Test Drive: Kia Sportage 1.6 T-GDi AWD PHEV: a convincing SUV in more ways than one!

The Kia Sportage enjoys success on the Belgian market since 2004. The second generation carried on the same wave, being quite instantly a strong contender  in the relatively affordable compact SUV class. The high driving position, easily- accessed interior, complete equipment and relatively sober engines quickly seduced knowledgable punters.

Over the years, things moved on and Korean cars prices have largely caught up with those of comparable European models. However, as quality and the standard equipment list are always better than its rivals’, Kia continues to grow its market share. Now, the brand can even boasts a nice and contemporary design. Far more attractive than some of its European competitors that are much blander. In any case, we appreciate the V-shaped front and rear lights, the rising line of the body side panels and the floating effect black roof.  Unfortunately, the latter was toned down by our test car black color. The interior of the top-of-the-range model we tested is quite classy and even won the heart of an employee of a prestigious Italian brand.

I like it

Indeed, the Kia Sportage feels good. The driving position is perfect and it’s clear Kia wants to compete with premium brands. The materials are good quality ones and fit and finish qre up there with the best. The quilted leather seats are nicely designed and inviting. Finally, the dashboard is rather well laid out and its design very pleasing as well. Of course, the unavoidable screens and digital dials are there but the Kia Sportage still has multi-function switches to control the air con and audio system. This is a bit confusing at first, but eventually you end up managing these more easily than the touch screen ones.

Quite clever

Even though we’re not SUV fans, the Kia Sportage is one of last year’s pleasant surprises. Of course, this plug-in hybrid version is the most powerful (265 HP) and expensive one in the range but beyond its real world performance- which is less impressive than the quoted figures- it is the daily driving experience that is rather pleasing and enjoyable. As we said, the interior is a pleasant cocoon and comfort is excellent. Whether it’s the soundproofing or the suspension set up that’s never being too firm, the passengers are really pampered. The car was developped in Europe and that surely explains  why it’s so good on our roads.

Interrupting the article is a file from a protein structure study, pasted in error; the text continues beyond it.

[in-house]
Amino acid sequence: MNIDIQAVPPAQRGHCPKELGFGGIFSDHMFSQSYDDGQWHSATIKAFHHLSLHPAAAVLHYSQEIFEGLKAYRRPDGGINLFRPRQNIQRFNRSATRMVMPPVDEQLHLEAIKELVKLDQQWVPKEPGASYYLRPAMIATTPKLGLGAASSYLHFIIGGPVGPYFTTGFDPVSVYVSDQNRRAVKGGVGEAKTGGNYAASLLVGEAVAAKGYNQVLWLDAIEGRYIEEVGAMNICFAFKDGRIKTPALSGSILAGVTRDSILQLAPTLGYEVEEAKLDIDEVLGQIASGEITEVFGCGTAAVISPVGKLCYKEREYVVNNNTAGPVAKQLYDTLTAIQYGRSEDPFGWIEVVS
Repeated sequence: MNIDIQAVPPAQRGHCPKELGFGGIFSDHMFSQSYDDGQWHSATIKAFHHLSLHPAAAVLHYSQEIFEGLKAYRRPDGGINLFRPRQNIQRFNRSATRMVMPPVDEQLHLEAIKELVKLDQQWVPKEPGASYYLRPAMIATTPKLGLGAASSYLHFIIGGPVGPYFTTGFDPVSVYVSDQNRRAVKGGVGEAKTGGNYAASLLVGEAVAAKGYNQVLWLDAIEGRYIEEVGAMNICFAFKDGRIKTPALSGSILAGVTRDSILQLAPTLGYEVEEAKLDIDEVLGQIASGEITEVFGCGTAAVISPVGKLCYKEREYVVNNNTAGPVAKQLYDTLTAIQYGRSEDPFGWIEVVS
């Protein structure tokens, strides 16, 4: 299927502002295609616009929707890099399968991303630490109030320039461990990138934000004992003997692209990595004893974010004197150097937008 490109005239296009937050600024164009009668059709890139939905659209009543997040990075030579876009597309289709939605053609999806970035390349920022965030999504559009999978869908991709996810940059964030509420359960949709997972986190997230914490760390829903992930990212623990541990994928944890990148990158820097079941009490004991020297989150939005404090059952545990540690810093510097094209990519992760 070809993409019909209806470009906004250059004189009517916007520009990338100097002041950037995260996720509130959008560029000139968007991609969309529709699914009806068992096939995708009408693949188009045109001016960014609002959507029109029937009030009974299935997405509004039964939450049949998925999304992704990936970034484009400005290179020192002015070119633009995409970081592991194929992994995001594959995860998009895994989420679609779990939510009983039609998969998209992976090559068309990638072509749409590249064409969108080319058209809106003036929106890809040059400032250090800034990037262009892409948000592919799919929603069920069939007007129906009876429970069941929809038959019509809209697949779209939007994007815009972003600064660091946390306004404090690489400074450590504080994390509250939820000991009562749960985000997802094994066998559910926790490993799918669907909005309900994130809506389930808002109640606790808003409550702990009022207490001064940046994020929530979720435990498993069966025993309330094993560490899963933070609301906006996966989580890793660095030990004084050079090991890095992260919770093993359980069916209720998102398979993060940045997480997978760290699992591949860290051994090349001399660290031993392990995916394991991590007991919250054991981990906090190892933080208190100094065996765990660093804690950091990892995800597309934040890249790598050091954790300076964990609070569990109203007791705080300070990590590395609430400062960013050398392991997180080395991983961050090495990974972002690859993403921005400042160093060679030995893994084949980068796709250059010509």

I don’t like it

Money matters  and hurts : our test car costs €47,690. OK, it’s the top of the range one and for that money you get the most luxurious and kitted out version. Its substantial mass (1,905 kg) won’t please dynamic driving enthusiasts in the least, even thoug the Sportage is far from being the worst in class.

Why I buy it

The Kia Sportage is a real success, it has just been awarded the best family SUV class win by the readers of the prestigious What Car ? British magazine. It’s comfortable and nicely finished while its pleasing design will seduce many families. This heavy and expensive PHEV Sportage is a bit at odds with the rest of the range. There is a 115 bhp diesel with a manual 6 speed gearbox entry version retailing at € 34.490 while a 136 bhp version fitted with an auto 7 speed gearbox is yours for 39.690€. In our opinion, this is the best option for a private buyer averaging more than 12,500 km a year. There is also a Pure trim 1.6 T-GDi 150 bhp petrol engined car offered at €32,690. Let’s not forget the 7 year warranty, one of Kia’s strongest assets. 

Why I don’t buy it

As mentioned above, this PHEV version is expensive and heavy… it will only appeal to company car drivers, until the fiscal laws are changed next Summer. Unfortunately, during our 477 km test drive, we didn’t have the opportunity to recharge it.  Which means we drove it constantly using the internal combustion engine… fuel consumption averaged 8.2 l/100 km but the last 135 motorway km were covered sticking to spped limits and we managed 6.0 l/100. PHEVs should be recharged as often as possible in order to take full advantage of its technology and efficiency.  Employers are becoming more and more demanding and watching out what their employees are doing with such cars. Could we say they are doing wrong in that respect ? (Translation: Dimitri Urbain)

Laisser un commentaire